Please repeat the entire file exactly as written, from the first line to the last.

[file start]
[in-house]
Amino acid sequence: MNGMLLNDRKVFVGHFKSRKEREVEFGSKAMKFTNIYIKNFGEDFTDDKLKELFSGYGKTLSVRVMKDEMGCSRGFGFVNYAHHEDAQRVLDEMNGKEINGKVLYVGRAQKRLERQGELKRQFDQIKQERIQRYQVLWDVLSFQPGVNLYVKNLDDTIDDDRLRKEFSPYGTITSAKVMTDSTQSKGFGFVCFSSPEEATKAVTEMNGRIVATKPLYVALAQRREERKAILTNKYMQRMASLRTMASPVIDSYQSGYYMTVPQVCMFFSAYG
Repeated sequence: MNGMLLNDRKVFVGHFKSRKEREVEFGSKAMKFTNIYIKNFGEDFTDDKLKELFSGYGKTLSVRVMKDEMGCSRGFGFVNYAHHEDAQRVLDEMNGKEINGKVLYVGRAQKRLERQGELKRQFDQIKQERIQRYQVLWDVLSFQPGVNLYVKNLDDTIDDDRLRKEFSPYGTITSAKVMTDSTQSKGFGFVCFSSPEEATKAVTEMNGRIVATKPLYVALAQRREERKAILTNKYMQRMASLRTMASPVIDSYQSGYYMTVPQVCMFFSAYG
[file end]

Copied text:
[in-house]
Amino acid sequence: MNGMLLNDRKVFVGHFKSRKEREVEFGSKAMKFTNIYIKNFGEDFTDDKLKELFSGYGKTLSVRVMKDEMGCSRGFGFVNYAHHEDAQRVLDEMNGKEINGKVLYVGRAQKRLERQGELKRQFDQIKQERIQRYQVLWDVLSFQPGVNLYVKNLDDTIDDDRLRKEFSPYGTITSAKVMTDSTQSKGFGFVCFSSPEEATKAVTEMNGRIVATKPLYVALAQRREERKAILTNKYMQRMASLRTMASPVIDSYQSGYYMTVPQVCMFFSAYG
Repeated sequence: MNGMLLNDRKVFVGHFKSRKEREVEFGSKAMKFTNIYIKNFGEDFTDDKLKELFSGYGKTLSVRVMKDEMGCSRGFGFVNYAHHEDAQRVLDEMNGKEINGKVLYVGRAQKRLERQGELKRQFDQIKQERIQRYQVLWDVLSFQPGVNLYVKNLDDTIDDDRLRKEFSPYGTITSAKVMTDSTQSKGFGFVCFSSPEEATKAVTEMNGRIVATKPLYVALAQRREERKAILTNKYMQRMASLRTMASPVIDSYQSGYYMTVPQVCMFFSAYG